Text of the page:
Dr Aaron Berstein
Dr Aaron Bernstein Interim Director of The Center for Climate, Health, and the Global Environment at the Harvard.

In fact, coronaviruses are a large family of viruses with some causing illness in people, and other infecting certain types of animals. Dr Aaron Bernstein of The Center for Climate, Health, and the Global Environment at Harvard University believes that though we do not know what exactly caused the first coronavirus case, we have known many other diseases caused by closer contact with animals in the past.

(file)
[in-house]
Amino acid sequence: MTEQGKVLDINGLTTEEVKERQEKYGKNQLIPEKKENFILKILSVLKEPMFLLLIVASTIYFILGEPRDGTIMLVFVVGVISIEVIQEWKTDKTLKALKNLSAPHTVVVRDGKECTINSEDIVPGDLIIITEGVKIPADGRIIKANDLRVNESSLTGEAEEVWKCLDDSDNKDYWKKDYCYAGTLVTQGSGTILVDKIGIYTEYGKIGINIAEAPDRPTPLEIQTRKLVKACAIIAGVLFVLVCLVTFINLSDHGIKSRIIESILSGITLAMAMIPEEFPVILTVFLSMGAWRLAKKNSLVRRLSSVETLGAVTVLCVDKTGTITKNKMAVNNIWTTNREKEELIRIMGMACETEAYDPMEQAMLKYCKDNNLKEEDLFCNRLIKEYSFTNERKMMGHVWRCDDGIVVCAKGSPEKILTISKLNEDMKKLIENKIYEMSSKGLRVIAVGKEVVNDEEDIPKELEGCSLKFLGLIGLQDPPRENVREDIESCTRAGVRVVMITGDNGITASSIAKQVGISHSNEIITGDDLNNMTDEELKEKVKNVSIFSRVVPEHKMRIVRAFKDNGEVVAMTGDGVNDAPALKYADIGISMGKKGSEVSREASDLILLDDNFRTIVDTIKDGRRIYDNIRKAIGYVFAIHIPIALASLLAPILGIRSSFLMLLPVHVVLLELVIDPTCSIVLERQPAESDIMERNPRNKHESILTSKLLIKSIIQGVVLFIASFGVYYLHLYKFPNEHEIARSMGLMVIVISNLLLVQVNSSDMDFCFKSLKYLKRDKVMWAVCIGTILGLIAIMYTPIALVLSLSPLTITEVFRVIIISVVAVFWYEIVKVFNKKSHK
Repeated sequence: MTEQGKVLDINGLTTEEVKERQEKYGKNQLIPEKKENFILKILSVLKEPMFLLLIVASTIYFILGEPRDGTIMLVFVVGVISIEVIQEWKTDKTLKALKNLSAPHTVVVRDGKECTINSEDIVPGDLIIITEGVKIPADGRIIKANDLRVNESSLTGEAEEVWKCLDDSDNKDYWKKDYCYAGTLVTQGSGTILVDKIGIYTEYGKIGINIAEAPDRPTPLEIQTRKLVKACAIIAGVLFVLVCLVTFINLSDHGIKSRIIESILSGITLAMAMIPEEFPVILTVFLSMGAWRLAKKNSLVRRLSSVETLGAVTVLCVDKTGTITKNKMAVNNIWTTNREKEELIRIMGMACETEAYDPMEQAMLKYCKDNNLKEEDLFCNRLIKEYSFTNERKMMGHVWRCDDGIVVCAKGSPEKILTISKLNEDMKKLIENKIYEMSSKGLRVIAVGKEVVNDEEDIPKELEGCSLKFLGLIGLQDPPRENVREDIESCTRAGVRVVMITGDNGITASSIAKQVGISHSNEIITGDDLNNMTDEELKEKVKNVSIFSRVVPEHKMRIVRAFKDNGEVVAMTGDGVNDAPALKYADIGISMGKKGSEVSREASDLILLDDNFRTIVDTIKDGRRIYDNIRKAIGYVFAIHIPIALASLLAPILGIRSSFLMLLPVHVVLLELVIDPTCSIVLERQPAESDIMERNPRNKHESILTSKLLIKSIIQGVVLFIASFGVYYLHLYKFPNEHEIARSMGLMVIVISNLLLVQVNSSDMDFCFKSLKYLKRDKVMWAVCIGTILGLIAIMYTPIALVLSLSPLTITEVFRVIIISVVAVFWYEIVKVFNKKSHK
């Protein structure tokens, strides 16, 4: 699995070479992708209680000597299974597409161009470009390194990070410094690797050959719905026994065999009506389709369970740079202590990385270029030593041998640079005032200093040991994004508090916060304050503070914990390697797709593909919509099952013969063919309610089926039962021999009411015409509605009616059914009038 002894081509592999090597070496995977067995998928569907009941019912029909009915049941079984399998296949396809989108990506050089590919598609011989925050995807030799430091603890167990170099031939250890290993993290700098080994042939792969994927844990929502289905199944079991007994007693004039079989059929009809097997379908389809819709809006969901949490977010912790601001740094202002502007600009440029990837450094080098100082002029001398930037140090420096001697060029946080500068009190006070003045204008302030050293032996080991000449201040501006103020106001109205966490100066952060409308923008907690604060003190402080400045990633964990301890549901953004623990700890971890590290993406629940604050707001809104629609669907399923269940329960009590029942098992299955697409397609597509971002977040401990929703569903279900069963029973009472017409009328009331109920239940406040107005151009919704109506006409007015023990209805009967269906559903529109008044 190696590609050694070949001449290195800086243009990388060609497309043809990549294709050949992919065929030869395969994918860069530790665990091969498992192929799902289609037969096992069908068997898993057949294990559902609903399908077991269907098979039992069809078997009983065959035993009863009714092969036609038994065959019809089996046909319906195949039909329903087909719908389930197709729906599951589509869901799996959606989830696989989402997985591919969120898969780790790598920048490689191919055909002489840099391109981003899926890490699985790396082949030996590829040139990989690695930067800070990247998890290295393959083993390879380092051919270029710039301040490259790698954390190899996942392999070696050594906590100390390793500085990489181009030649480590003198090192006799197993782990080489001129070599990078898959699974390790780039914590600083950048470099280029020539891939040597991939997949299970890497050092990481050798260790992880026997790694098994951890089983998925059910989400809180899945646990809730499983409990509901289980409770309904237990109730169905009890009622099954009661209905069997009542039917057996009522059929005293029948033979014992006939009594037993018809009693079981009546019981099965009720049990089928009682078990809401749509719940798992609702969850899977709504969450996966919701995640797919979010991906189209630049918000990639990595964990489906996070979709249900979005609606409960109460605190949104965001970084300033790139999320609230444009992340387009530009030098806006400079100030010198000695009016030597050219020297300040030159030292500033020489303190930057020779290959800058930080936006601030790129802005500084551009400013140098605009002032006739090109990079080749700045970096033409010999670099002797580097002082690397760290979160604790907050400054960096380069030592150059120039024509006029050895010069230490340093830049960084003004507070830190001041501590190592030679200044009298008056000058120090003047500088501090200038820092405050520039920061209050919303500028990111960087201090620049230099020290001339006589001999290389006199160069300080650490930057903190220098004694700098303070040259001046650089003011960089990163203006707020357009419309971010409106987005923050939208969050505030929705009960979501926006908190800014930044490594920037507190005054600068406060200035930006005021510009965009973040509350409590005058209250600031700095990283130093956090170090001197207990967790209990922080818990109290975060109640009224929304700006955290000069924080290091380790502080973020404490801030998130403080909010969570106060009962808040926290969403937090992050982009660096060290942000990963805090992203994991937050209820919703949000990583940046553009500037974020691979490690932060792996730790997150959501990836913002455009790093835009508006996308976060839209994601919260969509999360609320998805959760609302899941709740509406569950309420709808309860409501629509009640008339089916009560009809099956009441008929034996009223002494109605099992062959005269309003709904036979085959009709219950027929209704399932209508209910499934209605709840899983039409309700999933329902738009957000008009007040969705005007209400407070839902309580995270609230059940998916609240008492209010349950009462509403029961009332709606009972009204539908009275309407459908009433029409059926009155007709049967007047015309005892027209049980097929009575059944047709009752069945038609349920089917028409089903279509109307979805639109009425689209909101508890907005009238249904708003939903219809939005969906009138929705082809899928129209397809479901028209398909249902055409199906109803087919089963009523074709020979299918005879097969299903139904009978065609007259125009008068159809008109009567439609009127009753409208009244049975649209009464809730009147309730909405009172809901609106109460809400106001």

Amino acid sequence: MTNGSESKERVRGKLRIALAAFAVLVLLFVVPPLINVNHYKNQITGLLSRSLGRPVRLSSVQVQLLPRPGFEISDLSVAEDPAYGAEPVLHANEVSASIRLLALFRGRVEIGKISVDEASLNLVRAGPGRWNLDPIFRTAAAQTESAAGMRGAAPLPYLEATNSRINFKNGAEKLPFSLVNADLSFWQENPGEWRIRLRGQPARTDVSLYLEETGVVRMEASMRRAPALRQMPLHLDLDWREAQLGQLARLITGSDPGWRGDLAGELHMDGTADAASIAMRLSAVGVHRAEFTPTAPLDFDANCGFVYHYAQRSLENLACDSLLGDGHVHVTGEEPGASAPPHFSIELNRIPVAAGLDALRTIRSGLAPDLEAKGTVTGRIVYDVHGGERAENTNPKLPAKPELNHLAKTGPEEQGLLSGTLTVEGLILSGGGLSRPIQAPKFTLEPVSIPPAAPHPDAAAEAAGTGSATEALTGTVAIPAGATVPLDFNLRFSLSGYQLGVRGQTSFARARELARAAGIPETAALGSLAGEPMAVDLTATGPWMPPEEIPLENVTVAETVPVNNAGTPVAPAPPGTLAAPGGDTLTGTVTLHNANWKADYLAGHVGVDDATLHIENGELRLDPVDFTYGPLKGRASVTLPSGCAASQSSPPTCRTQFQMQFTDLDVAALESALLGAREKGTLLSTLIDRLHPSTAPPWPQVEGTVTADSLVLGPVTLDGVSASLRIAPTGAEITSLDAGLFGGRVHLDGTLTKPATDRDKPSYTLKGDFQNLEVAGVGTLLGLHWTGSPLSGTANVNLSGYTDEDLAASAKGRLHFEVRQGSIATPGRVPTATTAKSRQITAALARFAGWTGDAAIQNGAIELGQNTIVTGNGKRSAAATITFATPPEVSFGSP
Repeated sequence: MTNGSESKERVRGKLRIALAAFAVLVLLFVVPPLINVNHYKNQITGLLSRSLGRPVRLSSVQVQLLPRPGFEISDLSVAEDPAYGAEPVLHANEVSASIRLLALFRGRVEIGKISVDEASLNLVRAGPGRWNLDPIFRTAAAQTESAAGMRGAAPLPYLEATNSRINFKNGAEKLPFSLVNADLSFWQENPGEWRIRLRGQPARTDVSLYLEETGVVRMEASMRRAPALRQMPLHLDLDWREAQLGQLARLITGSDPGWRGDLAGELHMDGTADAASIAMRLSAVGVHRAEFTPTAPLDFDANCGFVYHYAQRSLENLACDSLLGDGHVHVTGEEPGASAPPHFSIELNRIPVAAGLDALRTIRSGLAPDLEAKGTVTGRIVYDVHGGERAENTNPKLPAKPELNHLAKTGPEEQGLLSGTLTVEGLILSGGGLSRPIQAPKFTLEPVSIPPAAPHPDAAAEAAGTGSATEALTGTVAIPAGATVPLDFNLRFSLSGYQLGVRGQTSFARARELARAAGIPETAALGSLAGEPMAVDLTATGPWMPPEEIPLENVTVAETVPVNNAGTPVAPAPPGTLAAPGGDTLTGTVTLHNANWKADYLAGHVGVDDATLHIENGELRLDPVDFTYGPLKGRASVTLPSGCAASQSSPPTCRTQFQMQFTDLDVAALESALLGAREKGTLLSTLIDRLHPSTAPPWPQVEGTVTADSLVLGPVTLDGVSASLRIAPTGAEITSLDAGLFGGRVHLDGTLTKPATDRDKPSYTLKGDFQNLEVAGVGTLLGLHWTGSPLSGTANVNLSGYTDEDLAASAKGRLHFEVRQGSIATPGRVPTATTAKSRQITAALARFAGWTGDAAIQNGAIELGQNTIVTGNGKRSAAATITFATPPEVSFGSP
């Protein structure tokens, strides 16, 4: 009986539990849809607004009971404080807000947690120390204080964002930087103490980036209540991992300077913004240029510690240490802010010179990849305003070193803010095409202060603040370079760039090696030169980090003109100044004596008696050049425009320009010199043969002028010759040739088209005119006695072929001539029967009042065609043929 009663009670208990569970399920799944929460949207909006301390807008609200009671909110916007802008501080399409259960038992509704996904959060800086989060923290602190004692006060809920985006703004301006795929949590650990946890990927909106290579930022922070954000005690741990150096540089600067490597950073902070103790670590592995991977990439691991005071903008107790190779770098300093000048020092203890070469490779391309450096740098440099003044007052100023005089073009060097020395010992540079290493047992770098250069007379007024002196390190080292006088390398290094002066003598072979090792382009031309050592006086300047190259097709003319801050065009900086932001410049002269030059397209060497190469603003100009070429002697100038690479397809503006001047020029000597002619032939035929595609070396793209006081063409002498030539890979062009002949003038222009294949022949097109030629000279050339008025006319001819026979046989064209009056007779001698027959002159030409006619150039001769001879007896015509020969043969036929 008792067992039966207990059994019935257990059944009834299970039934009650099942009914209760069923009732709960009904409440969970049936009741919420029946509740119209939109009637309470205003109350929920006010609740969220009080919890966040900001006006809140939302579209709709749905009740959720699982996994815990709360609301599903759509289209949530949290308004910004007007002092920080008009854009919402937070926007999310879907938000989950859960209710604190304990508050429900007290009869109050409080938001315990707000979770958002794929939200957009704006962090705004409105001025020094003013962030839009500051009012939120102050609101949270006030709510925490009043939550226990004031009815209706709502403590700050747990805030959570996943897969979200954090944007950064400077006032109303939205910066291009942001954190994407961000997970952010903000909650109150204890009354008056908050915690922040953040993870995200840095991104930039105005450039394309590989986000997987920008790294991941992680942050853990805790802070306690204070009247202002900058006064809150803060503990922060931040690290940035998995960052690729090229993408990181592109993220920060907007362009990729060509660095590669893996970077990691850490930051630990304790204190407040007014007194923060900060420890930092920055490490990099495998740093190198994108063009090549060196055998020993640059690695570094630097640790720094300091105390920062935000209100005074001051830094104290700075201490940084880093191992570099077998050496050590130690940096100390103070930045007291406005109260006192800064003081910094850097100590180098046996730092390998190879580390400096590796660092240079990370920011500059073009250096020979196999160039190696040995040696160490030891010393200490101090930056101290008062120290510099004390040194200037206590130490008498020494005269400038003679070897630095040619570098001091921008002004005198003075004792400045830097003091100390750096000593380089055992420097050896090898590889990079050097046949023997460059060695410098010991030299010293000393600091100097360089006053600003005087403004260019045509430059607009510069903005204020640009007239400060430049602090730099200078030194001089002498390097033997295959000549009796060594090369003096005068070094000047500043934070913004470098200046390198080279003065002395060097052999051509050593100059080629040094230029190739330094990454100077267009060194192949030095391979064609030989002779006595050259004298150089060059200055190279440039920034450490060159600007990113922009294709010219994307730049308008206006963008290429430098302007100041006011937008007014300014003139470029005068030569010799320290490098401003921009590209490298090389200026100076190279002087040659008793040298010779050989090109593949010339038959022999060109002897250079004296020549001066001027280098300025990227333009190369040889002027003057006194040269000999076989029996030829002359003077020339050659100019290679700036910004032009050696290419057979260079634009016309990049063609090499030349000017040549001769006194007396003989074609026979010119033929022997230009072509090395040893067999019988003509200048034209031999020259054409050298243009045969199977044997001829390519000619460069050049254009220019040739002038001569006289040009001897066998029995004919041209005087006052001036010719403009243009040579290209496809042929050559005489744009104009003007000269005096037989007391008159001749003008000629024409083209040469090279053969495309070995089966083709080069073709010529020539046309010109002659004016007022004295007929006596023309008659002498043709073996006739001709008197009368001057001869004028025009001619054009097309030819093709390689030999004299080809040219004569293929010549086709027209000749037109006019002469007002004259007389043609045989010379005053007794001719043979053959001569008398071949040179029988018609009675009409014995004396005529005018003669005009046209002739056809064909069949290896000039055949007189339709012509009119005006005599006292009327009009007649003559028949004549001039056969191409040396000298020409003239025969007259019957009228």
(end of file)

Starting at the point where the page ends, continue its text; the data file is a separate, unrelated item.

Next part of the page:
According to him, the Ebola outbreak (2014-2016) coincided with the cutting of forests for agriculture. Also, he states that confined feeding operations of animals can pose the risk of swine flu. Further, he feels that COVID pandemic is an opportunity for everyone to prevent climate impact and diseases.

While bats and by some theories pangolins and snakes are being considered as the intermediary host of the SARS-CoV-2 (Coronavirus), it comes as no surprise that another unconquered virus, HIV (Human Immunodeficiency Virus), too, as per accepted theories reportedly jumped from either the chimps or monkeys into the humans in 1920s. There is no doubt among scientific fraternity that climate emergency is largely human-induced. Research studies have shown that some of the infections like influenza spread fast through particulate air matter, and this brings the contributory role of air pollution into sharp focus in the spread of infections.